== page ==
Monthly Archives: November 2017

Simulation Blind Spots

Once upon a time I sort of won an argument with Sandi Metz. By “sort of won” I mean she didn’t lose; I was wrong and she was right, and it was a perfect example of the Dunning-Kruger effect. She had a very simple rule, and I was certain that the simple rule was flawed. I persisted in my argument long enough, and she persisted in teaching me, and eventually she led me to a place where I could see the beautiful interplay of all the complicated things I had been seeing, and then she showed me one other new idea I had never considered… and it made the whole complicated interplay become very simple. So when I say I won, I mean in in the sense that she was right and I learned an amazing thing I didn’t know before, and I sort of count that as the best kind of winning.

Whenever we’re doing some problem-solving activity, there’s a thing we do where we run a mental simulation of the situation or problem to seeing if it works or if we can predict problems with the solution. There’s a name for this, and I’ll ask the real psychologists to correct me if I get this wrong, but I believe it’s called mental simulation. Now, if you go off and google “mental simulation” you’re going to find a bunch of stuff about Folk Psychology and mind-reading phenomena, and none of that is what I’m talking about. I’m talking about the construction and use of mental models to simulate a problem and explore solutions. Anyway, my point is that we do it all the time and it’s usually a wonderful thing.

But there’s an interesting problem with it: there are times when we lack any understanding of some of the fundamental building blocks necessary for the simulation. I’m not talking about lacking all the parts; in fact if you didn’t lack some of the parts you probably wouldn’t be building the simulation in the first place. Usually we have most of the parts, and the missing ones are pretty obvious because we can’t complete the simulation or solve the problem, and this tells us immediately that we need to keep working on the problem. No, I’m talking about times when we lack a fundamental building block of the simulation, and this problem is really interesting because it forms a blind spot: we actually are able to complete the simulation (or so we think) and arrive at an outcome, and there’s no way to know that our simulation is completely flawed.

…except there is. I have found two ways to identify these.

The first one is pretty obvious and so is the solution, but for some reason I often refuse to acknowledge or accept it. Remember a couple weeks ago when I said “Hey, I’ll brb and I’m gonna write another blog post tomorrow?” I totally had this mental simulation of how I was going to blog every day for a while to get back into the rhythm of things. And then life happened–just like it’s happened to me over and over throughout the history of blogging for everyone. The solution here is pretty simple, but not that easy: I have to accept that my mental model, however interesting, does not accurately reflect reality. I could write a whole string of blog posts about this, but for now suffice to say that this is much more easily said than done.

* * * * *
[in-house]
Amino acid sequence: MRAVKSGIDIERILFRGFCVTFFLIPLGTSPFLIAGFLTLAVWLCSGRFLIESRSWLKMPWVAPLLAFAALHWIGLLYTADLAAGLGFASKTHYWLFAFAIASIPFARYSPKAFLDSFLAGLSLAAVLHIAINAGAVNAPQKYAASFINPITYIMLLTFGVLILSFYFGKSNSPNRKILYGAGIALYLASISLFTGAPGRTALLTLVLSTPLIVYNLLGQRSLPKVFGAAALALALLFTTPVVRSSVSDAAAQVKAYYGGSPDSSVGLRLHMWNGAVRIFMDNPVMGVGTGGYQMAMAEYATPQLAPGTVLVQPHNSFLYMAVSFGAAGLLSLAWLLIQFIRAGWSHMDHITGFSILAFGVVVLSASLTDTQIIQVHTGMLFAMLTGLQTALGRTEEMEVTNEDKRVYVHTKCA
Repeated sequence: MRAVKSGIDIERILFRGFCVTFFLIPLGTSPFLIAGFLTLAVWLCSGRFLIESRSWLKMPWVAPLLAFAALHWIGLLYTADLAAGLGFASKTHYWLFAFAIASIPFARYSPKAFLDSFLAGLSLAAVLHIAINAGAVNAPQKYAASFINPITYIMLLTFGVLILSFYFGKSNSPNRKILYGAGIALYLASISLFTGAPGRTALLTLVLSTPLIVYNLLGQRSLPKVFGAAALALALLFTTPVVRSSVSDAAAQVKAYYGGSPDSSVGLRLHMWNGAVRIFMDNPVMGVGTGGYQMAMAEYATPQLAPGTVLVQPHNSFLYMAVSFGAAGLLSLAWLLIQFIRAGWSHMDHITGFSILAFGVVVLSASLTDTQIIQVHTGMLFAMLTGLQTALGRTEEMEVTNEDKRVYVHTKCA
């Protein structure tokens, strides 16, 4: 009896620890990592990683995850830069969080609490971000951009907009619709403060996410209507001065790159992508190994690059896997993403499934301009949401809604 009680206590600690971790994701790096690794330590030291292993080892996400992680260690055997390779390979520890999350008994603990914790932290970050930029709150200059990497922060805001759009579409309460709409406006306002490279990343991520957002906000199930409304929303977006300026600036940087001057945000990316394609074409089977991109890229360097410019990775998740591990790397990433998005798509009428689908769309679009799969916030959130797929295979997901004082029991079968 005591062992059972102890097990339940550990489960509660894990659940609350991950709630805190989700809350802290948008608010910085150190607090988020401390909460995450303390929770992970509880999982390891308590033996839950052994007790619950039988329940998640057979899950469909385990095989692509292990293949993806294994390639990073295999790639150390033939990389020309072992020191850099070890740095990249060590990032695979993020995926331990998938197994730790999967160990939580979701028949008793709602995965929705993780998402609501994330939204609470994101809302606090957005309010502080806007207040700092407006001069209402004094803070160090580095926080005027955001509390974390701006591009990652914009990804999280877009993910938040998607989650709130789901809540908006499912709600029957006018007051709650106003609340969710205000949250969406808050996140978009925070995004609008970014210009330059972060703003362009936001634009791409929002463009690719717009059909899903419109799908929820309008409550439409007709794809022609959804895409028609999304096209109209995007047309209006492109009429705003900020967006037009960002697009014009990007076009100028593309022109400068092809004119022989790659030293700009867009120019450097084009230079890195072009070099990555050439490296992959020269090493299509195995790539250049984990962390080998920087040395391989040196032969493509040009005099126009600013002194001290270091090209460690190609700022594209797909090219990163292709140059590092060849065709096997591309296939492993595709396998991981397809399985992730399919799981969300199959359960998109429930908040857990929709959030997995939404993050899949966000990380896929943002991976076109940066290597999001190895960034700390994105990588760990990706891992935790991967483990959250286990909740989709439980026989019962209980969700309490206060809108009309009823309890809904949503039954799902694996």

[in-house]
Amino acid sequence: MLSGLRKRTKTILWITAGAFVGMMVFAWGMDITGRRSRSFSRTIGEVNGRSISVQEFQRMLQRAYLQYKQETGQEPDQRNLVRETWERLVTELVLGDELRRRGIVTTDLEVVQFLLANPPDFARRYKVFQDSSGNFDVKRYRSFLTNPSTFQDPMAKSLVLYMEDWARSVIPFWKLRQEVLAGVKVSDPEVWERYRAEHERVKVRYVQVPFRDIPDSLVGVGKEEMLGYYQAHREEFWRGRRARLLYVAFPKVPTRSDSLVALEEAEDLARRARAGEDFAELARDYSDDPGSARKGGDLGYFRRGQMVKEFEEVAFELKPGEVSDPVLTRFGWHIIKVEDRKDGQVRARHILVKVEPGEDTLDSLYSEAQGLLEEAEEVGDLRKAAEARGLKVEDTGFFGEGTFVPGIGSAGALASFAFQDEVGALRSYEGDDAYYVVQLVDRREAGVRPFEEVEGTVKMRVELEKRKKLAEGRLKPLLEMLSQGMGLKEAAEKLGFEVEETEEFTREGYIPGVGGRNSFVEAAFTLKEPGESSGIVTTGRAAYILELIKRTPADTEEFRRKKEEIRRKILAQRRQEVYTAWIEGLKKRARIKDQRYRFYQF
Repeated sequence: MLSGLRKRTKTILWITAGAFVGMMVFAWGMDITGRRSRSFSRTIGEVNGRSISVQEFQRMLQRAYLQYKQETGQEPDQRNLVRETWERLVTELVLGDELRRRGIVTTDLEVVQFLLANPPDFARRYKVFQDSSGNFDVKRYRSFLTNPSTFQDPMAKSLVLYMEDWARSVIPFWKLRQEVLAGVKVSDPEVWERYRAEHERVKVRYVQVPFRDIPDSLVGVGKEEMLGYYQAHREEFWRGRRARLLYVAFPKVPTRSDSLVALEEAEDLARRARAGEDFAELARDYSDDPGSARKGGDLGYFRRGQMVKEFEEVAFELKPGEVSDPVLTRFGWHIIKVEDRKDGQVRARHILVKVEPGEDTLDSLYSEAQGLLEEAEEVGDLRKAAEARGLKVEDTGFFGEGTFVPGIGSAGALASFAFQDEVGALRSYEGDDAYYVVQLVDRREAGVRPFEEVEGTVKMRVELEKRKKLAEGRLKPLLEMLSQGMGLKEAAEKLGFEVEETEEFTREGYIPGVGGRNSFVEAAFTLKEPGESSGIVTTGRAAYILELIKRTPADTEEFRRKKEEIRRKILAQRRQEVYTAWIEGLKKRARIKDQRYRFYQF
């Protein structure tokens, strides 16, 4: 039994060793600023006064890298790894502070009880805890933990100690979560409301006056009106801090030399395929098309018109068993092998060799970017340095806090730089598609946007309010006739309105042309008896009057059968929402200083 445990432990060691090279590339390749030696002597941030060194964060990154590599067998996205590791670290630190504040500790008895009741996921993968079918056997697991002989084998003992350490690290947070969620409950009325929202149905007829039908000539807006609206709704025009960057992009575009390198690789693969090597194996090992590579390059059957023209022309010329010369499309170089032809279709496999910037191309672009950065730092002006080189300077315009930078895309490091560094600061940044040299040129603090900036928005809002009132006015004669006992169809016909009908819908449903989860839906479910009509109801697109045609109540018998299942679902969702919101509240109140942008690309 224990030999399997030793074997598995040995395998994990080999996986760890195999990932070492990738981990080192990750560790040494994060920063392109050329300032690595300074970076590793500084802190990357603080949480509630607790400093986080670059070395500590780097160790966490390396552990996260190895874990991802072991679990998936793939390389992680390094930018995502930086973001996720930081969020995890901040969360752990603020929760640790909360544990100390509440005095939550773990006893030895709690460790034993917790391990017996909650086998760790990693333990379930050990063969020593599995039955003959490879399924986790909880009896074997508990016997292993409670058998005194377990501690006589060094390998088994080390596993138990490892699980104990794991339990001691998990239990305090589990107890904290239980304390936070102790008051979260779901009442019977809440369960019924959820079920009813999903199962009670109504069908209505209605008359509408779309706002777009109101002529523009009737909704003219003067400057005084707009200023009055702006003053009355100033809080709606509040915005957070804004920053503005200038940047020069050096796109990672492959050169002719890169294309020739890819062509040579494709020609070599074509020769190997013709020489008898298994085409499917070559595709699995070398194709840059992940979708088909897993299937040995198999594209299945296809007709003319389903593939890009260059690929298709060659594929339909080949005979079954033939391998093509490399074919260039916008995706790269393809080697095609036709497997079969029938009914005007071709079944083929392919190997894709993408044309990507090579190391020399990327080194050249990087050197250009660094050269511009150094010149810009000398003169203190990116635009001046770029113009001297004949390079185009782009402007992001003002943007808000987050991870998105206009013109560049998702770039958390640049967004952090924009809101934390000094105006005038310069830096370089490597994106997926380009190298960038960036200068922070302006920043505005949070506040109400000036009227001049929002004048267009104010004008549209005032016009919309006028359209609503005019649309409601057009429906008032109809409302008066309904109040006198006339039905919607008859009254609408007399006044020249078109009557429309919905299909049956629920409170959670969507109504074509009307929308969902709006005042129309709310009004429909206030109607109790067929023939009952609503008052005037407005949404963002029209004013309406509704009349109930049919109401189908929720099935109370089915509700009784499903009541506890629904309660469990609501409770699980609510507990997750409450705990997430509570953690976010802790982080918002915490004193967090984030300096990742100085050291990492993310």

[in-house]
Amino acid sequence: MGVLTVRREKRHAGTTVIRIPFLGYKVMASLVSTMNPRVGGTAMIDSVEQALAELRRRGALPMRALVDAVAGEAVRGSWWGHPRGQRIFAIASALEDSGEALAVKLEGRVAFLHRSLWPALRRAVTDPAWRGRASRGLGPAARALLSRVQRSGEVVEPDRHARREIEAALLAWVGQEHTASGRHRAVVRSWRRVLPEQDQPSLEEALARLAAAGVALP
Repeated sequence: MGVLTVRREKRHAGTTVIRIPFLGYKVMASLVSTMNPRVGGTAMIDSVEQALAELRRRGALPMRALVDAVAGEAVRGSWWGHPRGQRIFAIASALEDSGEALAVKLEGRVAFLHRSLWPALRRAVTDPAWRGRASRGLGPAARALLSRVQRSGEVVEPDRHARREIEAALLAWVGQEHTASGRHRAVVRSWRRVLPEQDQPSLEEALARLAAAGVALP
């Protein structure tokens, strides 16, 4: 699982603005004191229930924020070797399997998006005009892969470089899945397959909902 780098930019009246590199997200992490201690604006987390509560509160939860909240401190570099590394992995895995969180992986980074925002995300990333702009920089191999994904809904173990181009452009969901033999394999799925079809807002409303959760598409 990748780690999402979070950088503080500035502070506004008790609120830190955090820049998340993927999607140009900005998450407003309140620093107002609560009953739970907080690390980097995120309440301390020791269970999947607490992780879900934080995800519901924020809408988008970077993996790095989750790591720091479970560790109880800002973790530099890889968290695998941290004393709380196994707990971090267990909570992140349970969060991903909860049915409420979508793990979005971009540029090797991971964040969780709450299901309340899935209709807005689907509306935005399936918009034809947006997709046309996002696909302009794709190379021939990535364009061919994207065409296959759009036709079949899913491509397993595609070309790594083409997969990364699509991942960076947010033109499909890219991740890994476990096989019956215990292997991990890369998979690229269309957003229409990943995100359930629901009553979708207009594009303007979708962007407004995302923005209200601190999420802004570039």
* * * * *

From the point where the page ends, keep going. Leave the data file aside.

The second method has a much more exciting solution, but it’s also much harder to detect without assistance. Because the solution is so much more effective, however, it is far more interesting to me. The second situation arises when somebody says “Hey, you should try doing it this way,” and you run a mental simulation and identify several problems with it, and you decide “Nah, that way is dumb.”

On a normal day, what happens is this: the person suggesting I try a different approach is less familiar with the problem I’m working on. They make their suggestion, and my mental simulation identifies several problems with their approach. I jump to the conclusion that their mental model is flawed, lacking fundamental pieces, and probably suffering from the aforementioned first blind spot of trusting the model when the model and the experience disagree.

But… what happens if the person I’m talking to suggests that I try a different approach, and I have reason to believe that their mental model does work for them? It’s really counterintuitive, but I’ve learned to trust that they might actually have a better mental model than me, but that there are fundamental missing parts to my version of their model. The solution is tricky, but fun: you have to crawl inside the other person’s head for a while and try to understand what tradeoffs they’re making. For instance, I came to ruby via C and C++, where the language is statically typed and I had learned to put a lot of trust in the compiler. Coming to ruby (eventually; it’s more accurate to say coming to perl and then python and then ruby) I could no longer trust my compiler because there’s wasn’t one. Oh! The problems I foresaw with this approach! Why would you abandon the safety of your compiler! And yet here were all these really smart people getting real work done. What did they know that I didn’t? Well, a lot of things, but the big one was this concept called “unit testing”.

When I was arguing–okay, okay, we were cheerfully discussing–with Sandi Metz, I didn’t understand how you could write a bunch of complicated, breakable code in a private method and not test it. Sandi taught me a bunch of different ways of seeing private methods, primarily that they’re changeable and not a good place to put a firm contract, and if you need to test them to get them working right, go ahead… but delete the test afterwards because once you get them working the test is just dead weight that will slow a maintainer down.

This week I’m playing around with a programming idea that I am sure will not work, except that some programmers I deeply respect swear by it. I can’t wait to crawl inside their head and find out how they make it work.